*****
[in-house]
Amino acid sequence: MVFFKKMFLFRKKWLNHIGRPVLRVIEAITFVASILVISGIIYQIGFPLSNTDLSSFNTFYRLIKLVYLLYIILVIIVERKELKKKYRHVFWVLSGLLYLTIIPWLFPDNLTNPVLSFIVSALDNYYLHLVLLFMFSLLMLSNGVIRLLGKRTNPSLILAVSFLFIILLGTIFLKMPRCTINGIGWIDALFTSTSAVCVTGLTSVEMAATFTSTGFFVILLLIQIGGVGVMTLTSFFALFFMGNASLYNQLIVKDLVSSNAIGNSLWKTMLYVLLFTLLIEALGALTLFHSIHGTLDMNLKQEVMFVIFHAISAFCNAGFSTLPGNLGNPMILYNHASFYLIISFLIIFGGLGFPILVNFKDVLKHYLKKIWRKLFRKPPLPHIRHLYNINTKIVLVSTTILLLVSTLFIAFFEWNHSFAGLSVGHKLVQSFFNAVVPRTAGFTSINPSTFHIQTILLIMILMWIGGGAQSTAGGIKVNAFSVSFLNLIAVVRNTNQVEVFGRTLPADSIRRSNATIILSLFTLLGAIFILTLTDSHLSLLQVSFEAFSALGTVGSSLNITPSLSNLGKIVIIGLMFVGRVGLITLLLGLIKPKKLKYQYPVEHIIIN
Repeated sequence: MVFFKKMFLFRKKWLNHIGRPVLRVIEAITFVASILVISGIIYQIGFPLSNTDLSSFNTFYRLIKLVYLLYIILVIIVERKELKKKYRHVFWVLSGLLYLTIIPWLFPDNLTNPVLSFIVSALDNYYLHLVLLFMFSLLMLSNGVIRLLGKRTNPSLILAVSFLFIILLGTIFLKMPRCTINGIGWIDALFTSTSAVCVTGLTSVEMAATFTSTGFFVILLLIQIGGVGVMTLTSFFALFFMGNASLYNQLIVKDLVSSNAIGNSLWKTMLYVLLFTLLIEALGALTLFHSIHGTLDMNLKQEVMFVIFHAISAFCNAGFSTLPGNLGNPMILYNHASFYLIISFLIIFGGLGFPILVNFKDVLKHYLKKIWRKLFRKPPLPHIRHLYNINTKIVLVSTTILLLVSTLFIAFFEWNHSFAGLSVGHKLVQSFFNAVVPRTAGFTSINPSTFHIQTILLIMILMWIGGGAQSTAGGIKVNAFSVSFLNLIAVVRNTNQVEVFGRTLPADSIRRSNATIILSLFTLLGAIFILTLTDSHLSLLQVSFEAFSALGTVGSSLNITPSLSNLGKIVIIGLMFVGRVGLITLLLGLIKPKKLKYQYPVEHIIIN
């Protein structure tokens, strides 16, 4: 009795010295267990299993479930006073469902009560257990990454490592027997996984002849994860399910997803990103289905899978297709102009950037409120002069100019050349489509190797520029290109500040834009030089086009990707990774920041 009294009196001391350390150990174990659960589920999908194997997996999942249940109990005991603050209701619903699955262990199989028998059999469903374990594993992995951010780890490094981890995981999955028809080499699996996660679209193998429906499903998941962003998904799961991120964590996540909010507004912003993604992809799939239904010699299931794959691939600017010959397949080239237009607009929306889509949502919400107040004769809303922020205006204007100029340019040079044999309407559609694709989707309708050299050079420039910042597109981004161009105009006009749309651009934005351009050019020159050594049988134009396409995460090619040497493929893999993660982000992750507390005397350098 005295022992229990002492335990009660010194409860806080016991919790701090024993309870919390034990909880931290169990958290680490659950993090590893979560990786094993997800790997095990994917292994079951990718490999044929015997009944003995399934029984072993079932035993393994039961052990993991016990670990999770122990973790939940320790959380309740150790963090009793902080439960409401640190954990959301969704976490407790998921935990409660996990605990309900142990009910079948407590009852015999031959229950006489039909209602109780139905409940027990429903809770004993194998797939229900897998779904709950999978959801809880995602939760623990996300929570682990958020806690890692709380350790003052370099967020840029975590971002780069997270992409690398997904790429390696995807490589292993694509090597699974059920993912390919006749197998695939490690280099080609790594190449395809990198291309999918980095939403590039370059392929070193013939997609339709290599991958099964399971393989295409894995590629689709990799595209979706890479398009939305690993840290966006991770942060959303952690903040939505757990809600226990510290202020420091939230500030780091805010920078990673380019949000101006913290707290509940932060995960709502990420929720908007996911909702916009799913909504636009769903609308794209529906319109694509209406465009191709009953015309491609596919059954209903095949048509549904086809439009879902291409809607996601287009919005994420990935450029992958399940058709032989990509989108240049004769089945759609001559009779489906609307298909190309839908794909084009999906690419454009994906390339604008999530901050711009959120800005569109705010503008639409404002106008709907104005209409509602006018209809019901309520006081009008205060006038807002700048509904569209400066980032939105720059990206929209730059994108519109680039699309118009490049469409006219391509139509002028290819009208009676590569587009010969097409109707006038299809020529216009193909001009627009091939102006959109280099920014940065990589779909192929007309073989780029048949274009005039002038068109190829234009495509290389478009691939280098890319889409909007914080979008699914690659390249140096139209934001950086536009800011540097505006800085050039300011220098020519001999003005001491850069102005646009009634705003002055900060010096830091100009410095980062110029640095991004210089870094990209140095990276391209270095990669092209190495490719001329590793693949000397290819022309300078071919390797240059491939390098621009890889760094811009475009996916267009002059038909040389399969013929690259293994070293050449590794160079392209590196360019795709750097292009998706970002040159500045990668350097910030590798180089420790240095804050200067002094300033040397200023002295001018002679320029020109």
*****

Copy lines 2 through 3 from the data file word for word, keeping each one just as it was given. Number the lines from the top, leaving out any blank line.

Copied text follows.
Amino acid sequence: MVFFKKMFLFRKKWLNHIGRPVLRVIEAITFVASILVISGIIYQIGFPLSNTDLSSFNTFYRLIKLVYLLYIILVIIVERKELKKKYRHVFWVLSGLLYLTIIPWLFPDNLTNPVLSFIVSALDNYYLHLVLLFMFSLLMLSNGVIRLLGKRTNPSLILAVSFLFIILLGTIFLKMPRCTINGIGWIDALFTSTSAVCVTGLTSVEMAATFTSTGFFVILLLIQIGGVGVMTLTSFFALFFMGNASLYNQLIVKDLVSSNAIGNSLWKTMLYVLLFTLLIEALGALTLFHSIHGTLDMNLKQEVMFVIFHAISAFCNAGFSTLPGNLGNPMILYNHASFYLIISFLIIFGGLGFPILVNFKDVLKHYLKKIWRKLFRKPPLPHIRHLYNINTKIVLVSTTILLLVSTLFIAFFEWNHSFAGLSVGHKLVQSFFNAVVPRTAGFTSINPSTFHIQTILLIMILMWIGGGAQSTAGGIKVNAFSVSFLNLIAVVRNTNQVEVFGRTLPADSIRRSNATIILSLFTLLGAIFILTLTDSHLSLLQVSFEAFSALGTVGSSLNITPSLSNLGKIVIIGLMFVGRVGLITLLLGLIKPKKLKYQYPVEHIIIN
Repeated sequence: MVFFKKMFLFRKKWLNHIGRPVLRVIEAITFVASILVISGIIYQIGFPLSNTDLSSFNTFYRLIKLVYLLYIILVIIVERKELKKKYRHVFWVLSGLLYLTIIPWLFPDNLTNPVLSFIVSALDNYYLHLVLLFMFSLLMLSNGVIRLLGKRTNPSLILAVSFLFIILLGTIFLKMPRCTINGIGWIDALFTSTSAVCVTGLTSVEMAATFTSTGFFVILLLIQIGGVGVMTLTSFFALFFMGNASLYNQLIVKDLVSSNAIGNSLWKTMLYVLLFTLLIEALGALTLFHSIHGTLDMNLKQEVMFVIFHAISAFCNAGFSTLPGNLGNPMILYNHASFYLIISFLIIFGGLGFPILVNFKDVLKHYLKKIWRKLFRKPPLPHIRHLYNINTKIVLVSTTILLLVSTLFIAFFEWNHSFAGLSVGHKLVQSFFNAVVPRTAGFTSINPSTFHIQTILLIMILMWIGGGAQSTAGGIKVNAFSVSFLNLIAVVRNTNQVEVFGRTLPADSIRRSNATIILSLFTLLGAIFILTLTDSHLSLLQVSFEAFSALGTVGSSLNITPSLSNLGKIVIIGLMFVGRVGLITLLLGLIKPKKLKYQYPVEHIIIN